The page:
Newtown in the fourteenth century. The ancient borough of Francheville. A thriving seaport. A bustling market place. Workable salterns, fruitful oyster beds. One of the finest natural harbours in the South of England. A town with a bright looking future. Ships of 500 tons burthen tied up at the crowded quay. The people, the houses, the names of the streets echoed the wealth and prosperity, Gold Street, Silver Street, Quay Street, Draper’s Alley.
What destroyed it all? What great upheaval took place and deprived Francheville of her rightful position as chief port and town of the Isle of Wight? Why did the grand title fade to be replaces by simple Newtown?
The French! Countless times during that black period of history now known as the Hundred Years War they descended on the Isle of Wight. Bembridge, St. Helens, Wolverton, Yarmouth, each was reduced to ashes by the Islanders’ powerful neighbours from across the channel. In 1377 it was the turn of Newtown. The great medieval borough ‘S. Comatis de Francheville de L’ile de Wyht’ writhed and burned under the sword of the French invader. Resistance proved futile. The inhabitants of Newtown were outnumbered. What’s more, if we can believe Island folk lore and legend, the defenders consisted of middle-aged men and ancients. There were no young people to defend the town.
No young people in Francheville? An entire generation missing? Why? What happened to the youth of Newtown? Let us look more closely at the legend.
Rats. During the early years of the fourteenth century, Newtown was plagued with them. Overlarge, vicious creatures they survived on the borough’s prosperity. No granary, shop or food store was safe. The rats were everywhere, nibbling and gnawing. Ruining food, spreading disease. Even consuming wine and alcohol.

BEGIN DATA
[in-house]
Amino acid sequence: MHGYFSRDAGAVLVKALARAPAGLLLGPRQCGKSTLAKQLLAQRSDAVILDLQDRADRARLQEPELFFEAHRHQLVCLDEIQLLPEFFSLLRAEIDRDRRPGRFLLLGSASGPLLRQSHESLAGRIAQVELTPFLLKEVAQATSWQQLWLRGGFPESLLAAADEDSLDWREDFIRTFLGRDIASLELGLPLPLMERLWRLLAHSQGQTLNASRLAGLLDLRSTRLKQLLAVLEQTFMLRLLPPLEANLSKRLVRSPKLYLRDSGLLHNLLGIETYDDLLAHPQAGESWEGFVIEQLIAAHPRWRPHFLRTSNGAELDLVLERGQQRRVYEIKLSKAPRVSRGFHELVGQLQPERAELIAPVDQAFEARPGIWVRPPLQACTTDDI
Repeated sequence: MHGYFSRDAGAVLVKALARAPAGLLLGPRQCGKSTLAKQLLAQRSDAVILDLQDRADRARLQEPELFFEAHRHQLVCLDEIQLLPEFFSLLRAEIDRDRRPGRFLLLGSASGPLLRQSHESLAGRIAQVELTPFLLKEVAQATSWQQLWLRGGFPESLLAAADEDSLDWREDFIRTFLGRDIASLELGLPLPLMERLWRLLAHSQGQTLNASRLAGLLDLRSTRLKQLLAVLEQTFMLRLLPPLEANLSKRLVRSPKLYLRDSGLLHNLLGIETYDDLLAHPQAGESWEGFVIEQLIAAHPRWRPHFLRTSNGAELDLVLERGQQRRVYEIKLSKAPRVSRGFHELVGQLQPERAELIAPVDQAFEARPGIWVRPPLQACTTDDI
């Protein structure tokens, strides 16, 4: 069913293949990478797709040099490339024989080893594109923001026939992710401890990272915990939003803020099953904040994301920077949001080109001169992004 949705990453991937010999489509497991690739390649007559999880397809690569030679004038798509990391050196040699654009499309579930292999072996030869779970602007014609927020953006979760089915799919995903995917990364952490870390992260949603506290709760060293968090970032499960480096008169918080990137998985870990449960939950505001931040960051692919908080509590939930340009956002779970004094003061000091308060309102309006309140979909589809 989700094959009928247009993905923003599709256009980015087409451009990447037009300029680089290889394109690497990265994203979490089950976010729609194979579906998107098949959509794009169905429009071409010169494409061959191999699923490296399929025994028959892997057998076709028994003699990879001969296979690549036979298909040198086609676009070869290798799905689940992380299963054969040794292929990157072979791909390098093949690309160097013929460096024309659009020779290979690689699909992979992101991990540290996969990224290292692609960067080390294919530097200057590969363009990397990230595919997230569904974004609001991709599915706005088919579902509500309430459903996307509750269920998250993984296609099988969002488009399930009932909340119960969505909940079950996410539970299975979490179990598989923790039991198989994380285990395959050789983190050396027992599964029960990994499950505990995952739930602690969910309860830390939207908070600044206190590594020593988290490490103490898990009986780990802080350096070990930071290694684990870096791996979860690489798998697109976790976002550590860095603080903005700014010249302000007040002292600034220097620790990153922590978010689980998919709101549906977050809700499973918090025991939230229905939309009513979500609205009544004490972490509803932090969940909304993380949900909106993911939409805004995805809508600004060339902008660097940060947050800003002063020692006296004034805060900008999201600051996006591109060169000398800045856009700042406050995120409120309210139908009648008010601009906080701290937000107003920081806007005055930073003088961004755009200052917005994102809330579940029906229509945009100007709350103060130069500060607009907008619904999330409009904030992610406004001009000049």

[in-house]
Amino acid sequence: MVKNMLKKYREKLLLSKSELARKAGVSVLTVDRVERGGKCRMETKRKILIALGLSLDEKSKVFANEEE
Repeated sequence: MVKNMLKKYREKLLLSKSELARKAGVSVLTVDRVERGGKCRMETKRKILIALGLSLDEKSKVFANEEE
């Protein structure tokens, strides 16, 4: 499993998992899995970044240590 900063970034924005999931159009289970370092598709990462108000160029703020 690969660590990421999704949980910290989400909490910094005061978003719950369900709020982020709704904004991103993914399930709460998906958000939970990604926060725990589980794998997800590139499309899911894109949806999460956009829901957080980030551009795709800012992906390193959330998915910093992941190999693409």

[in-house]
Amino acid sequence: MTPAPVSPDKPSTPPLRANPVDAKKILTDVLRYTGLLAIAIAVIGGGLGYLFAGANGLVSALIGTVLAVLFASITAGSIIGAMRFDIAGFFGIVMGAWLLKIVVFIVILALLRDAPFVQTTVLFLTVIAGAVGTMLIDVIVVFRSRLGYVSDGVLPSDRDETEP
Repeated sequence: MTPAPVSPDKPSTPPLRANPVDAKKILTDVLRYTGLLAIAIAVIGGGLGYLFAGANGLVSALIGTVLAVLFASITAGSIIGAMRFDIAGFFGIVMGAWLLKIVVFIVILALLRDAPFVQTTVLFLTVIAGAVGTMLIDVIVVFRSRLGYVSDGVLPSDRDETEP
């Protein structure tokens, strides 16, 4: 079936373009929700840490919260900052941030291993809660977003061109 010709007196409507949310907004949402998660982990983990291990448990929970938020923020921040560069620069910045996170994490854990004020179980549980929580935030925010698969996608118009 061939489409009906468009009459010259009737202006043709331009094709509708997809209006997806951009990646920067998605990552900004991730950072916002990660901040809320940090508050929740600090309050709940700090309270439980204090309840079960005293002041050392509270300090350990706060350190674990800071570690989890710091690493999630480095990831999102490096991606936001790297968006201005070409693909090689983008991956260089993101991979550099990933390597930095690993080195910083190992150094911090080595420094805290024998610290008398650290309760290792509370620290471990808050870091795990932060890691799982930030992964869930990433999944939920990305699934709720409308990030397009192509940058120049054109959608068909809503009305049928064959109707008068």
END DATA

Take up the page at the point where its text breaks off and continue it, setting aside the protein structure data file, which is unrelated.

Naturally enough the people of Newtown declared war on the vermin. Cats were bought into the town, scores and scores of them. But to no avail. The rats were too strong and clever. They attacked the very animals sent in to destroy them. Cats were cornered by overwhelming numbers and torn to pieces. Kittens were killed and eaten before they were big enough to defend themselves.
In desperation the mayor and corporation stated that they would give a £50 reward to anyone who would rid them of the rats. One man answered their summons. An eccentric looking stranger. The Pied Piper.
The Pied Piper. On the Isle of Wight! Was he I wonder the same man who featured in the German legend? Was he the same man who was supposed to have appeared in Hamlyn in 1284. It would be interesting to find out whether he had a German accent. But, alas, folk lore remains silent on this point.
Nevertheless, the rest of the story bears a striking resemblance to that which took place at Hamlyn. The stranger produced his pipe and proceeded to play. He walked slowly down to the quay. From all directions, rats followed him.
Upon reaching the water’s edge, he got into a boat and rowed into the Solent. The rats swam out after him, hundreds and hundreds of them. The tide went out and every single rodent perished on the mud flats.
Triumphantly, the Piper returned to the town hall. He asked the mayor and corporation for his £50. They shook their heads. £50 was a lot of money. They offered him £20.
As it was in Hamlyn, so it was in Newtown. The Piper picked up his pipe once more and an unearthly trill warbled through the air. He started to walk out of town, and the Newtown children scurried after him. Over the bridge they tripped and into the woods beyond. Neither children nor piper were seen again.
SADNESS AND MYSTERY
Thus it was that in 1377, when the French fell upon Newtown that there were no young men ready to meet them in combat. They had all disappeared with the Piper into the dark woods all those years before.
Today Newtown is humble. Huddled beside the lagoons and creeks. Hidden by the sinister woods. Existing only by the permission of Mother Nature.
Sadness and mystery still whisper through the unpolluted air. For the woods have not given up their centuries old secret. What happened to the children of Newtown we do not know. Maybe the answer lies somewhere in the marshes or tangled undergrowth. In the lakes or muddy streams.Wootton & Fishbourne | Quarr & Binstead | Ryde | Seaview | Bembridge | Brading | Sandown | Shanklin | Godshill | Arreton Valley | Ventnor | St Lawrence and the Undercliff | St Catherine's Lighthouse's | Niton | Blackgang Chine | Blackgang and Chale | Brighstone and Shorwell | Mottistone to Compton
27 May 2010